The Washington Post - Michael Lindgren
Jess Walter…is as talented a natural storyteller as is working in American fiction these days…these stories have both zip and heart, muscle and soul…Walter works the margins of American life, depicting the homeless and incarcerated, the hopeless and the unlucky…It's especially pleasing to see him returning to the fatalistic noir concerns that dominated his earlier fiction. He has always had a flair for a certain kind of American scofflaw: the hustlers, gamblers, dealers and crooked cops whom he portrays with a knowing, sardonic affection.
The New York Times Book Review - Allison Glock
…Walter is unflinching and, possibly, a bit depressed, which is what happens to any compassionate, reasonable person who stares too closely at the world…[he] makes you laugh, then makes you feel a little queasy about it. This is the alchemy of the damned…Fortunately, Walter is a bighearted man who excels at writing about other bighearted, if broken, men. That generosity of spirit, coupled with Walter's seeming inability to look away from the messy bits, elevates these stories from dirges to symphonies.
Title notwithstanding, most of the characters in Walter’s short stories live in Spokane, Wash., but they are often under water, or nearly so. Spokane, as Walter makes clear, bears little relationship to Portland or Seattle, the Pacific Northwest’s name-brand cities. There are no locavores here, and the one potential latte drinker is stuck in Spokane doing his court-mandated community service and prefers scotch, anyway. Walter (Beautiful Ruins) writes—beautifully—about hard luck divorced dads, addicts, con artists, working men trying to keep things together, and a few zombies who’ve made the Seattle of the future look a lot like the Spokane of the present, which Walter describes as a place where, no matter how big your house is, “you’re never more than three blocks from a bad neighborhood.” Both “Anything Helps” and “Don’t Eat Cat” (rule #1 for zombies trying to hold down a job and an apartment) are included in 2012 best-of anthologies, but good as they are, the star is the title story, a heartbreaker set in a formerly seedy, now touristed part of Idaho. Darkly funny, sneakily sad, these stories are very, very good. You know the way Web sites recommend books by saying if you liked this, you’ll like that? The algorithm for this debut collection is straightforward: if you like to read, you’ll like this book. Agent: Warren Frazier, John Hawkins and Associates. (Feb. 12)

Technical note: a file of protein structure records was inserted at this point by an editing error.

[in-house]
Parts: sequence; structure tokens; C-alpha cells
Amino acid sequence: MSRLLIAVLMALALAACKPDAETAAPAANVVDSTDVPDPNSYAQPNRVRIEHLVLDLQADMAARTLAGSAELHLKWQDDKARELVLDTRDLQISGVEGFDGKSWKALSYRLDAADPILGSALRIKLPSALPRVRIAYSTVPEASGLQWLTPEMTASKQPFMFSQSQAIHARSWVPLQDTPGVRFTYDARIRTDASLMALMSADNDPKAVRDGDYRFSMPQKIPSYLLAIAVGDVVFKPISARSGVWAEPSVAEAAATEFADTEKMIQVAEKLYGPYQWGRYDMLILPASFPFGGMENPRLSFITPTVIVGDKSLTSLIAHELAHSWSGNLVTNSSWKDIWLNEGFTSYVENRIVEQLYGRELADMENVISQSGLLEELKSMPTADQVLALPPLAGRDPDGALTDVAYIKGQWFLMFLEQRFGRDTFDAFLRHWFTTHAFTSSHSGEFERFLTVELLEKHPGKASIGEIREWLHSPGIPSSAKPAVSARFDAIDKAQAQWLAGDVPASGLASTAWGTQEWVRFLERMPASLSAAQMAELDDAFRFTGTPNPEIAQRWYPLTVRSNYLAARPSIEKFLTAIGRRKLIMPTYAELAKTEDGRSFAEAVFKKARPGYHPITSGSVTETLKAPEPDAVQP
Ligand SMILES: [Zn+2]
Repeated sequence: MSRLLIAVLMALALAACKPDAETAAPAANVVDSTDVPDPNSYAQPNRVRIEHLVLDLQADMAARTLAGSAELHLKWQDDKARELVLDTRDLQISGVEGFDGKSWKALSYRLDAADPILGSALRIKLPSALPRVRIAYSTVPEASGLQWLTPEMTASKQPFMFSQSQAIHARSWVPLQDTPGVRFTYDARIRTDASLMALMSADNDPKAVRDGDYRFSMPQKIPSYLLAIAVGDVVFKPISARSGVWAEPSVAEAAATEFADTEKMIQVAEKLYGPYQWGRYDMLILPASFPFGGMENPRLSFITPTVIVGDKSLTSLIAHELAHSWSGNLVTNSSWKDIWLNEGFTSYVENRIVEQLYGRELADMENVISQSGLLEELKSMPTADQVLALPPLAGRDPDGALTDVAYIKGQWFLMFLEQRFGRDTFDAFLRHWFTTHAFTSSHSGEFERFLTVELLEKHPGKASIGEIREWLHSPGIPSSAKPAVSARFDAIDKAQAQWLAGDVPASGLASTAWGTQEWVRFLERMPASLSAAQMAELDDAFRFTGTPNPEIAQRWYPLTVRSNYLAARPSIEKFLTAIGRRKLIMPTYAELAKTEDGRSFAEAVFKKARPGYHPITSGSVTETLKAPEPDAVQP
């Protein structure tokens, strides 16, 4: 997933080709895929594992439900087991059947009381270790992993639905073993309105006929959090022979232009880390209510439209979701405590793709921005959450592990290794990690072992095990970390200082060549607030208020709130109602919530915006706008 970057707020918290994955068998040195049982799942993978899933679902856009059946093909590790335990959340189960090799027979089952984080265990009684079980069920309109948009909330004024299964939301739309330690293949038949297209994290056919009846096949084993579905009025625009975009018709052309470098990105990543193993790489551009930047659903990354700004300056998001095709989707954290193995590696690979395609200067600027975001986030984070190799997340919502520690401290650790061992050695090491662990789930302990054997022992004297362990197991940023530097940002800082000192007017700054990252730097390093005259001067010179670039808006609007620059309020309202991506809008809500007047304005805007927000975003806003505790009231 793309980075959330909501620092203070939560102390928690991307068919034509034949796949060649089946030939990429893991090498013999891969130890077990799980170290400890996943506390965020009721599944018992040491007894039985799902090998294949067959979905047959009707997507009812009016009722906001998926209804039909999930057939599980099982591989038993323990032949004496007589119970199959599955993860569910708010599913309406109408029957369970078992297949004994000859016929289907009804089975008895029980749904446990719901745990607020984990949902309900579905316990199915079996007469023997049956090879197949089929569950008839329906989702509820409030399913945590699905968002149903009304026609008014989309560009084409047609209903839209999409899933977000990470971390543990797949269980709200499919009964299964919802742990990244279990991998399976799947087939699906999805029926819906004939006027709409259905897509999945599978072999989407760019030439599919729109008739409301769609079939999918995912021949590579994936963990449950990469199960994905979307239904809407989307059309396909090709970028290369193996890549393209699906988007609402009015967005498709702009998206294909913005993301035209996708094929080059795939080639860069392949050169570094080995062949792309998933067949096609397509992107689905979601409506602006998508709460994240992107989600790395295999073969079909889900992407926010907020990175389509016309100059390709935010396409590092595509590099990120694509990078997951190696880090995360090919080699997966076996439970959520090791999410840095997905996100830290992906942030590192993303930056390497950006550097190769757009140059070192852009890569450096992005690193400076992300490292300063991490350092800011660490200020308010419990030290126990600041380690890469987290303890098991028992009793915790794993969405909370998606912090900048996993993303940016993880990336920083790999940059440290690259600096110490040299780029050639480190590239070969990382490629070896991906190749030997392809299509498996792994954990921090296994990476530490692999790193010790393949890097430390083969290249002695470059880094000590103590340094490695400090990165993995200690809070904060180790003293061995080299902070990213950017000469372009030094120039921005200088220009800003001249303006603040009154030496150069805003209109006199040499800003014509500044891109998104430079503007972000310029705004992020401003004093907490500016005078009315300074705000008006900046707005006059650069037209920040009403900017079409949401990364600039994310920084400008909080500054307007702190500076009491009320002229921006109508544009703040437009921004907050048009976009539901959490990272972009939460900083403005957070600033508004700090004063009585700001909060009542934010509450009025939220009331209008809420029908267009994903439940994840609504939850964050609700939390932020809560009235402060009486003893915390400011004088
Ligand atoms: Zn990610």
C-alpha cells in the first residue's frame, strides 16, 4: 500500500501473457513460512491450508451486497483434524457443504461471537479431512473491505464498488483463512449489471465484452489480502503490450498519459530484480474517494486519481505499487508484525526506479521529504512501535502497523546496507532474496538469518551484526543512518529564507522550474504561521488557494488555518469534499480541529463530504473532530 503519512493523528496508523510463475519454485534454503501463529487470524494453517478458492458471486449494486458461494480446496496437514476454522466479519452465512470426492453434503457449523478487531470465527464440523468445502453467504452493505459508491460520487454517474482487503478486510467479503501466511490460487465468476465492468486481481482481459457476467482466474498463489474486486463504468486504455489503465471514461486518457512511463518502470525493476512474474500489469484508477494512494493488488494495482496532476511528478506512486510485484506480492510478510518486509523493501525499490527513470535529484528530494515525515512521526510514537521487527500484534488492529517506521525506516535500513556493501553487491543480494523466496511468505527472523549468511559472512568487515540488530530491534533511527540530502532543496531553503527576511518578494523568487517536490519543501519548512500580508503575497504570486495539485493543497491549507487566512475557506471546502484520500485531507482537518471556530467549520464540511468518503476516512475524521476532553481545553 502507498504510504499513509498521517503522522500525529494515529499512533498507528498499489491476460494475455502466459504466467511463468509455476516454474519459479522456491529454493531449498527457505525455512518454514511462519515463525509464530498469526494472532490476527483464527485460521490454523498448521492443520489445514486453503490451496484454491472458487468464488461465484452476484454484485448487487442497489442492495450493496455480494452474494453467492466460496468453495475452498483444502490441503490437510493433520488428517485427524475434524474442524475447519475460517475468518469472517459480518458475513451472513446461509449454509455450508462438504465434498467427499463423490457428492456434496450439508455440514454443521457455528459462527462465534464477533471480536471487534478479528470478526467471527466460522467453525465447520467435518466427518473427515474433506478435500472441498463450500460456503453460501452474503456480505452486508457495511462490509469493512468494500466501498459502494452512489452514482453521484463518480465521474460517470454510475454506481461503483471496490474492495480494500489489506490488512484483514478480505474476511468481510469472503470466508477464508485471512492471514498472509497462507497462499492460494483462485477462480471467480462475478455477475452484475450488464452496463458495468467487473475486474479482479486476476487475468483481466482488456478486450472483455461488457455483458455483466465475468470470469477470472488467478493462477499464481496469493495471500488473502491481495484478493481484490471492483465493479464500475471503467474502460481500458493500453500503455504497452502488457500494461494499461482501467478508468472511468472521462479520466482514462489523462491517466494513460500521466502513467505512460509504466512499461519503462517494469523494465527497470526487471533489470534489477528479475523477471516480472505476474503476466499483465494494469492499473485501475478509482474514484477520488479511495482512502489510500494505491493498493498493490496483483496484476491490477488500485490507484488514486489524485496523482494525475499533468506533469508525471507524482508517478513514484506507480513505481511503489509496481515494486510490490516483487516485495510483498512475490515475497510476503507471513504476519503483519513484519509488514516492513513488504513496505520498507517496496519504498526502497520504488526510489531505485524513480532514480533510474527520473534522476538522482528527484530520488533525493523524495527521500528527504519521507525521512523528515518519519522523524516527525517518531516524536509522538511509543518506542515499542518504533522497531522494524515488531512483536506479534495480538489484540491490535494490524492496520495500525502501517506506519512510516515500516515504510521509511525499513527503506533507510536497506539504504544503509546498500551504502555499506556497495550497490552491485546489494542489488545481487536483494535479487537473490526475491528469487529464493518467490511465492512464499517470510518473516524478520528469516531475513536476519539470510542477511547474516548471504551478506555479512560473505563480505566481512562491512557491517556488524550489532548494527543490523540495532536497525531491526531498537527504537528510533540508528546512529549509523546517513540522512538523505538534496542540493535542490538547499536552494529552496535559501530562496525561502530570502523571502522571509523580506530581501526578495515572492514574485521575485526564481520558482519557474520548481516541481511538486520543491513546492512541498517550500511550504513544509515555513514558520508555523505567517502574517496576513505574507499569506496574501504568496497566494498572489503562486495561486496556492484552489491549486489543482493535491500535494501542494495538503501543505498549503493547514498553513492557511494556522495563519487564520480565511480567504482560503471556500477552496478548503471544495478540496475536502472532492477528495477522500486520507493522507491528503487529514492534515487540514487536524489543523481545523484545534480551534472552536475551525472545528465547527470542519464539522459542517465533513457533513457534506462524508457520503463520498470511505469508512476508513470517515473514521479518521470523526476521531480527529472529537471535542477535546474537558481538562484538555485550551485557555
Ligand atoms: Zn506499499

All Things Considered - NPR
"Walter’s got a great ear and a genius for sympathy with America’s new dispossessed."
The Big Book - Marketplace.org
"There’s a certain magic that comes with reading a good story. Even one that’s not about a magical time…[Walter’s] collection is full of tragic characters the homeless, the drug-addicted and those who have lost everything to gambling debts. But it is not without humor."
“Displays... fearless, unflinching prose in these short stories.”
"…gritty, pitch-perfect collection…Walter wrings enlightenment from dark realities."
“Incrementally, profoundly, brutally, [Walter] pulls back the curtain… We Live in Water is a great collection, in fact, and an important contribution to the literature of our region.”
“Vintage Walter…quirky. And fun.”
The Big Book Marketplace.org
“There’s a certain magic that comes with reading a good story. Even one that’s not about a magical time…[Walter’s] collection is full of tragic characters the homeless, the drug-addicted and those who have lost everything to gambling debts. But it is not without humor.”
“…gritty, pitch-perfect collection…Walter wrings enlightenment from dark realities.”
“This badass collection aligns itself... with Walter’s gritty, bighearted novels.”
New York Times Book Review
“Walter is a bighearted man who excels at writing about other bighearted, if broken, men. That generosity of spirit coupled with Walter’s seeming inability to look away from the messy bits, elevates these stories from dirges to symphonies.”